Brighton Astro

Do you love the night sky? Would you like to know more about what you see? At Brighton Astro we are captivated by stars, bewitched by the moon and fascinated by space.

Brighton Astro is a group of cosmic enthusiasts who meet regularly to discuss the universe, exchange knowledge and to gaze at the stars. We are not scientists or scholars, we are ordinary people curious about the wonders of space.

Brighton Astro is FREE and open to everybody, from beginners to experts. Why not come along next month and learn about space?

Our next talk is on Tuesday 31st October 2017

The Brighton Astro flyer

Next talk

Tuesday 31st October 2017

Arrive from 7pm for a 7:30pm start

68 Middle Street, Brighton, BN1 1AL

Peter Burr

Moons of the solar system

"Moons...they're just boring lumps of rock aren't they?"

Yeah right.

Our Solar system moons vary hugely and in total there are...well come to our October meet and find out!

If you would like to come along, please register on the meetup page.

Monthly talks

Once a month we meet to hear talks from amateur and professional astronomers, and members of our group.

Our talks are aimed at beginners with an interest in learning more about astronomy, while assuming little prior knowledge.

We usually have beer, soft drinks and snacks (but please feel free to bring your own too).

After the talk, we often pop down to the seafront with a telescope if it’s clear, or perhaps head to the pub over the road for a drink.

Future talks

(Please note that these dates are provisional and may change)

  • Tuesday 28th November
  • Tuesday 30th January
See a list of our past talks
Our very own Astro dog

Past talks

  • Tuesday 26th September 2017 Jarvis Brand
    Planetarium coordinator,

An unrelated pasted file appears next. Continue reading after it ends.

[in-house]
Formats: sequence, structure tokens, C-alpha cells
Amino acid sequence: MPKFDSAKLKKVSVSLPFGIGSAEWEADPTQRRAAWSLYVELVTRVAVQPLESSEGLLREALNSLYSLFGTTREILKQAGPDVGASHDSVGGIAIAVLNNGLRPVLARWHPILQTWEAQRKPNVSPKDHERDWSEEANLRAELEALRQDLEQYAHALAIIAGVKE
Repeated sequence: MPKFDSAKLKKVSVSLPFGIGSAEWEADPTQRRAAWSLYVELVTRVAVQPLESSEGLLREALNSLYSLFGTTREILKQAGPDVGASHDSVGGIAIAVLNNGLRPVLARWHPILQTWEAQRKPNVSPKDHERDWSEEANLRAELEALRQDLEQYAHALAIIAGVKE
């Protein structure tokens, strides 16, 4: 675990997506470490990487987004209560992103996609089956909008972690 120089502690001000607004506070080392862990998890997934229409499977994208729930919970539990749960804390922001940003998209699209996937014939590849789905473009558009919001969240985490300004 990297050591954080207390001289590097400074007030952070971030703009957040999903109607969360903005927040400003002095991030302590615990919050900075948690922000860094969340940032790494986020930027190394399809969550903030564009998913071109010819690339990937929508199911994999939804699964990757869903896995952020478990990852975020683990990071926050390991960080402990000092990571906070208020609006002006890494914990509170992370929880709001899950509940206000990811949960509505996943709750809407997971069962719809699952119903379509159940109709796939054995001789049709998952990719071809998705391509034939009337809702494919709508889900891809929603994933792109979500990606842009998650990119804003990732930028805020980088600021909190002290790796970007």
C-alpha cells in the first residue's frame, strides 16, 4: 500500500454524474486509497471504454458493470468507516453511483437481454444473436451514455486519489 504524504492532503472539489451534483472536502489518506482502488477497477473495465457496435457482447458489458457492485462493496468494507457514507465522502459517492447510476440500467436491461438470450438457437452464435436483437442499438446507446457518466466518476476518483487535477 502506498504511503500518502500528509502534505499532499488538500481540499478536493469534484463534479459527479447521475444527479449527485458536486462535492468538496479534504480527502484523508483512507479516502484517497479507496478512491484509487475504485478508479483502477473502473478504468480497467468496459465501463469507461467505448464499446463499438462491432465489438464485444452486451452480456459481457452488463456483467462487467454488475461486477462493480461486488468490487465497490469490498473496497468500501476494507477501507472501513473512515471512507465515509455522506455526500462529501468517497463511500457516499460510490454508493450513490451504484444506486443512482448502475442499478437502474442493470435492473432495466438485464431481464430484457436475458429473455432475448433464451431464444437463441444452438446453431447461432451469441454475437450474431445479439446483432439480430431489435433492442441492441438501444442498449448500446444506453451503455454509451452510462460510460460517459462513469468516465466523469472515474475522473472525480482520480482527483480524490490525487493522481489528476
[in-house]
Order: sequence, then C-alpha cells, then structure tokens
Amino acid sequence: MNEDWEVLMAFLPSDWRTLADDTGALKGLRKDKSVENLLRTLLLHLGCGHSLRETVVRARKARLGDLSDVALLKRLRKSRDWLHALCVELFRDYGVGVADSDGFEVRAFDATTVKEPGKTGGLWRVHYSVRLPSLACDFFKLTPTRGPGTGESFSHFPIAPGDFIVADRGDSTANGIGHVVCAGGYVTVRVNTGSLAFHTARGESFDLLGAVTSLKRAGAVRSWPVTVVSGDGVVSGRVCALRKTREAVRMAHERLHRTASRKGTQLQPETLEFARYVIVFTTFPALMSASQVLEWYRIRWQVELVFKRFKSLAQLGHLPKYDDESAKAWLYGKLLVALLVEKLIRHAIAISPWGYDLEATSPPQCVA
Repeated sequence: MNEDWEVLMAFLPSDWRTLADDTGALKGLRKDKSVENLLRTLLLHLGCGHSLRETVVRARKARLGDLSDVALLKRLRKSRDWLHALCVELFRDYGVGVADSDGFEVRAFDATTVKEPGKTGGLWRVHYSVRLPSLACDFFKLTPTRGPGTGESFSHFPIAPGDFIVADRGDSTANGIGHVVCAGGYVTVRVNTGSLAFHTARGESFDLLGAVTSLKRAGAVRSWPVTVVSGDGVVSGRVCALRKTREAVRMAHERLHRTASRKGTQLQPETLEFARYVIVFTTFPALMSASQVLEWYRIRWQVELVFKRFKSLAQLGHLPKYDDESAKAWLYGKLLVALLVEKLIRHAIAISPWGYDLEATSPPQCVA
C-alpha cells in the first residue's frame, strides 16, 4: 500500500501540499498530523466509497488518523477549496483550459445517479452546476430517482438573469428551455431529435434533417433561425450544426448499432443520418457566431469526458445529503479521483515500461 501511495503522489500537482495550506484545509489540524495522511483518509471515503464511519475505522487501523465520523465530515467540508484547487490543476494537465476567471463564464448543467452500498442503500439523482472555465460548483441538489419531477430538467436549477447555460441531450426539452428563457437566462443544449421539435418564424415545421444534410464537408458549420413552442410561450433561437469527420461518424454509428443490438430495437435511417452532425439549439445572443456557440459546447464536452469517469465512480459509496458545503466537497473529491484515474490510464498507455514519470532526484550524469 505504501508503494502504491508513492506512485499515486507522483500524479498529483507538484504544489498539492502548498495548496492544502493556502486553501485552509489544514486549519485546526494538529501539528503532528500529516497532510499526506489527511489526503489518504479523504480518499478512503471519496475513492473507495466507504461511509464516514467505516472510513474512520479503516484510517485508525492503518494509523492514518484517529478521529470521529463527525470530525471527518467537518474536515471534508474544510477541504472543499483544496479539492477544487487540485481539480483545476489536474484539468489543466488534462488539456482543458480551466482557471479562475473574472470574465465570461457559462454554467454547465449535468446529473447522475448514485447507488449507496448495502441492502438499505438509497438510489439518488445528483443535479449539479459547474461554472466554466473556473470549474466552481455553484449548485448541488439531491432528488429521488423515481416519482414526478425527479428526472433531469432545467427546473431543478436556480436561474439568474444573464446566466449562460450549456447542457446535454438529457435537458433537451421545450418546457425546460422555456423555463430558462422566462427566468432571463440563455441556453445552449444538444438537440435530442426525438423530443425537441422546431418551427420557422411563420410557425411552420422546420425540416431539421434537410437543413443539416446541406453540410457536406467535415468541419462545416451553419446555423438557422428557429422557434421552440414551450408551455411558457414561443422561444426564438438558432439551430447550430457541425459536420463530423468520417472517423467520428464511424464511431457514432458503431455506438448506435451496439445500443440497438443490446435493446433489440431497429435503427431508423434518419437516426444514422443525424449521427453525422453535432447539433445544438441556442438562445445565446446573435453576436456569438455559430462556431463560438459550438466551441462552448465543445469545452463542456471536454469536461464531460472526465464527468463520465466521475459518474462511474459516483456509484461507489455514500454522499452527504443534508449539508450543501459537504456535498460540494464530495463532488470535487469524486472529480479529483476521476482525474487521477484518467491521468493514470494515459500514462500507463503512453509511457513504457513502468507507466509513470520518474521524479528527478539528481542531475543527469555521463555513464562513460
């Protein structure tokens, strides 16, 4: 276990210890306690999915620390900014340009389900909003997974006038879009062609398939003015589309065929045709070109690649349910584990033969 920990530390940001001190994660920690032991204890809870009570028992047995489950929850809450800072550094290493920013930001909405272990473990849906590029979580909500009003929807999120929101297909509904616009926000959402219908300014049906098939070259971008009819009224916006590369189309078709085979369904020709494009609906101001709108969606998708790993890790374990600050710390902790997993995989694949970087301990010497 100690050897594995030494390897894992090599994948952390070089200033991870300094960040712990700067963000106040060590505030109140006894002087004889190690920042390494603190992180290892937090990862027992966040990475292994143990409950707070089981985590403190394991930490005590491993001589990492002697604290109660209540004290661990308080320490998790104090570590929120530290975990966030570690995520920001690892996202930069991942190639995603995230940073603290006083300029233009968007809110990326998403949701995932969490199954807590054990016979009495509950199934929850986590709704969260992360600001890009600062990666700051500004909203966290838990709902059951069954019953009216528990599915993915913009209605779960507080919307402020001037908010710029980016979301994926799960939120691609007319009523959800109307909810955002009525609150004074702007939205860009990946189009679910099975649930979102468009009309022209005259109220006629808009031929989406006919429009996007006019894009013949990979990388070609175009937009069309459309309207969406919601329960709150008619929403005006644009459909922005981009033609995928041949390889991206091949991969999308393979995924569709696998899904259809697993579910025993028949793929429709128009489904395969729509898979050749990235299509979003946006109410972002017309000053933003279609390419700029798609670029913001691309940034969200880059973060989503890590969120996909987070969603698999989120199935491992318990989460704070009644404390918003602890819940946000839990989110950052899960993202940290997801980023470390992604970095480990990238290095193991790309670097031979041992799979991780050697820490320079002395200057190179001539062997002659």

The Observatory Science Centre, Herstmonceux
    Twenty(ish) ways the universe wants to kill you The universe is not your friend! You might think that the universe is a nice stable place that has allowed life to develop but we’re a freak, a long shot, a straight flush in the poker hand of life and the cosmos stacks the cards against you and we’re never more than a statistic away from annihilation.

    In this light hearted look at our own extinction Jarvis Brand discusses a range of ways from the small to the large in which the end could come from rogue asteroids and greenhouse effects to the big rip and membrane collision. How dangerous are they and where can we stand at a safe distance to watch the fireworks?

    Jarvis Brand (B.Sc. (hons), M.Sc., PGCE) studied Astrophysics and Physics at the University of Birmingham where he was a research associate. He now runs the planetarium for the Observatory Science Centre at Herstmonceux.
  • Tuesday 29th August 2017 Dr Stephen Wilkins, Sussex University An introduction to Relativity Einstein's special and general theories of relativity are physical theories regarding the relationship between space and time in addition to being the current description of gravity in modern physics. Since their development in the early 20th century they been subject to intense scrutiny and empirical validation, with the most recent example being the discovery of gravitational waves. Relativity has also drawn significant attention outside the physical sciences because of some of the seemingly counter-intuitive implications such as time dilation and length contraction, concepts which have become science fiction staples. In this talk I’ll attempt to provide an accessible introduction to relativity and its implications.